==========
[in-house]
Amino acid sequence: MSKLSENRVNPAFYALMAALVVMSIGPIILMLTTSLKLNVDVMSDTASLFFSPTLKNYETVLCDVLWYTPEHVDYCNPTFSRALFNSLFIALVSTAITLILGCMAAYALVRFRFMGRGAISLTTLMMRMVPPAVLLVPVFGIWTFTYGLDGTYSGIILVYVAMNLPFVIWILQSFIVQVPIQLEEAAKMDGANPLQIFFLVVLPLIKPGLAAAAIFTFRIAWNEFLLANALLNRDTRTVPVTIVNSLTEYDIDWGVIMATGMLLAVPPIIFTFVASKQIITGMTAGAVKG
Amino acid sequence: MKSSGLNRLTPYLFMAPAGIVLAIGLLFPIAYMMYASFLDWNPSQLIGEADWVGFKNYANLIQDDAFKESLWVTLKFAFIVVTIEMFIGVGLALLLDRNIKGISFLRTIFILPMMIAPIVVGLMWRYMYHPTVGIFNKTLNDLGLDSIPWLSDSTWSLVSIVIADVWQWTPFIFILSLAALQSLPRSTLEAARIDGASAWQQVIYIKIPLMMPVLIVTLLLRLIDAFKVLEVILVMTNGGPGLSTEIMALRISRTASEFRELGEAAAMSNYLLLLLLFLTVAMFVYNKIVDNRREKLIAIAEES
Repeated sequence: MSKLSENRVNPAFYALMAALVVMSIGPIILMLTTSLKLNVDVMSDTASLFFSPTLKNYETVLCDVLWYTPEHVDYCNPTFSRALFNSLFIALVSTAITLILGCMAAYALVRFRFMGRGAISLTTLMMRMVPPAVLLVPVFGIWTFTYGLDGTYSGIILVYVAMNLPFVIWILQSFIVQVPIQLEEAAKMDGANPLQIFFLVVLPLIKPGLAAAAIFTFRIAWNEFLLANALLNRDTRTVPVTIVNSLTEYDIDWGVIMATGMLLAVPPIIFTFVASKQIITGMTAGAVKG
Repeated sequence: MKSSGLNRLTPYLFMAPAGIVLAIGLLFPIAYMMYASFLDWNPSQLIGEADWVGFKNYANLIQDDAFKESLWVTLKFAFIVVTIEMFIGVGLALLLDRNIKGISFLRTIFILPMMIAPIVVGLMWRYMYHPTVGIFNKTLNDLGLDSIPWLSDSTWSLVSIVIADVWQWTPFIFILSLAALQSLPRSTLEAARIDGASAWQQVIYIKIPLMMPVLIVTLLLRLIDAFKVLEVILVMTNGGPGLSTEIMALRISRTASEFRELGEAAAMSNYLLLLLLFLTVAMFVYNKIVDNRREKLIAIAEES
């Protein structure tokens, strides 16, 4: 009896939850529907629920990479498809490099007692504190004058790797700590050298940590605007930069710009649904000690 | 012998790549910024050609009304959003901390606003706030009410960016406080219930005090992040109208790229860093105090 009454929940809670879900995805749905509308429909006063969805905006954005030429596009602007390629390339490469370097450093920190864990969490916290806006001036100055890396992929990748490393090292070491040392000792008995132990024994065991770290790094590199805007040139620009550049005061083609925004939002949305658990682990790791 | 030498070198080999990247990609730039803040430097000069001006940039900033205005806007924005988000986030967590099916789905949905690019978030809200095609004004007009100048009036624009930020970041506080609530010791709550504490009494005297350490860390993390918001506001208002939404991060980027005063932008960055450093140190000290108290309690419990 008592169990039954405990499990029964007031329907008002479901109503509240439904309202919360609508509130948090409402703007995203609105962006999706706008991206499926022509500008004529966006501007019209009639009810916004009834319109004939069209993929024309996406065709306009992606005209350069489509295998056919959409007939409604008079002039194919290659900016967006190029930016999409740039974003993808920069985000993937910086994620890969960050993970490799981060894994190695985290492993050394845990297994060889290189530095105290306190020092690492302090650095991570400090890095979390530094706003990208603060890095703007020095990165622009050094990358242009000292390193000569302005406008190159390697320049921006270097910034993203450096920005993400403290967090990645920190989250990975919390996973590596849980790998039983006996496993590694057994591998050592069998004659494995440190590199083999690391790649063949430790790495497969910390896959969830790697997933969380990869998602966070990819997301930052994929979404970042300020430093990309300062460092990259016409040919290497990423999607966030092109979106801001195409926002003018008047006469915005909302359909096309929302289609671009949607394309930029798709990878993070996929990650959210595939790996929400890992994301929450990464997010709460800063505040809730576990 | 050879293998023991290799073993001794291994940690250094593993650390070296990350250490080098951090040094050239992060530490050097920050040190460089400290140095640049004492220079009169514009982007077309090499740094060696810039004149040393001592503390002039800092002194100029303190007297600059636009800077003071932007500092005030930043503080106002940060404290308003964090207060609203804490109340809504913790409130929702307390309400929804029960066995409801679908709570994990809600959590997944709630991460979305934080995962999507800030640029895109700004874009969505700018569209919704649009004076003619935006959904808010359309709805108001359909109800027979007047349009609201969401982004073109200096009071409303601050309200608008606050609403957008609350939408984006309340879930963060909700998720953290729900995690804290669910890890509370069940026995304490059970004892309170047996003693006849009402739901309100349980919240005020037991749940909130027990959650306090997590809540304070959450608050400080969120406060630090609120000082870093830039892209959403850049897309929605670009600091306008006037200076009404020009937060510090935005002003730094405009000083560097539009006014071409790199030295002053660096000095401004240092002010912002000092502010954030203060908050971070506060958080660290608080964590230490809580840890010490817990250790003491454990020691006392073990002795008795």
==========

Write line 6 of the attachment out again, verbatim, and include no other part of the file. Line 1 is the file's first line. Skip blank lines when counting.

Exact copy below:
């Protein structure tokens, strides 16, 4: 009896939850529907629920990479498809490099007692504190004058790797700590050298940590605007930069710009649904000690 | 012998790549910024050609009304959003901390606003706030009410960016406080219930005090992040109208790229860093105090 009454929940809670879900995805749905509308429909006063969805905006954005030429596009602007390629390339490469370097450093920190864990969490916290806006001036100055890396992929990748490393090292070491040392000792008995132990024994065991770290790094590199805007040139620009550049005061083609925004939002949305658990682990790791 | 030498070198080999990247990609730039803040430097000069001006940039900033205005806007924005988000986030967590099916789905949905690019978030809200095609004004007009100048009036624009930020970041506080609530010791709550504490009494005297350490860390993390918001506001208002939404991060980027005063932008960055450093140190000290108290309690419990 008592169990039954405990499990029964007031329907008002479901109503509240439904309202919360609508509130948090409402703007995203609105962006999706706008991206499926022509500008004529966006501007019209009639009810916004009834319109004939069209993929024309996406065709306009992606005209350069489509295998056919959409007939409604008079002039194919290659900016967006190029930016999409740039974003993808920069985000993937910086994620890969960050993970490799981060894994190695985290492993050394845990297994060889290189530095105290306190020092690492302090650095991570400090890095979390530094706003990208603060890095703007020095990165622009050094990358242009000292390193000569302005406008190159390697320049921006270097910034993203450096920005993400403290967090990645920190989250990975919390996973590596849980790998039983006996496993590694057994591998050592069998004659494995440190590199083999690391790649063949430790790495497969910390896959969830790697997933969380990869998602966070990819997301930052994929979404970042300020430093990309300062460092990259016409040919290497990423999607966030092109979106801001195409926002003018008047006469915005909302359909096309929302289609671009949607394309930029798709990878993070996929990650959210595939790996929400890992994301929450990464997010709460800063505040809730576990 | 050879293998023991290799073993001794291994940690250094593993650390070296990350250490080098951090040094050239992060530490050097920050040190460089400290140095640049004492220079009169514009982007077309090499740094060696810039004149040393001592503390002039800092002194100029303190007297600059636009800077003071932007500092005030930043503080106002940060404290308003964090207060609203804490109340809504913790409130929702307390309400929804029960066995409801679908709570994990809600959590997944709630991460979305934080995962999507800030640029895109700004874009969505700018569209919704649009004076003619935006959904808010359309709805108001359909109800027979007047349009609201969401982004073109200096009071409303601050309200608008606050609403957008609350939408984006309340879930963060909700998720953290729900995690804290669910890890509370069940026995304490059970004892309170047996003693006849009402739901309100349980919240005020037991749940909130027990959650306090997590809540304070959450608050400080969120406060630090609120000082870093830039892209959403850049897309929605670009600091306008006037200076009404020009937060510090935005002003730094405009000083560097539009006014071409790199030295002053660096000095401004240092002010912002000092502010954030203060908050971070506060958080660290608080964590230490809580840890010490817990250790003491454990020691006392073990002795008795």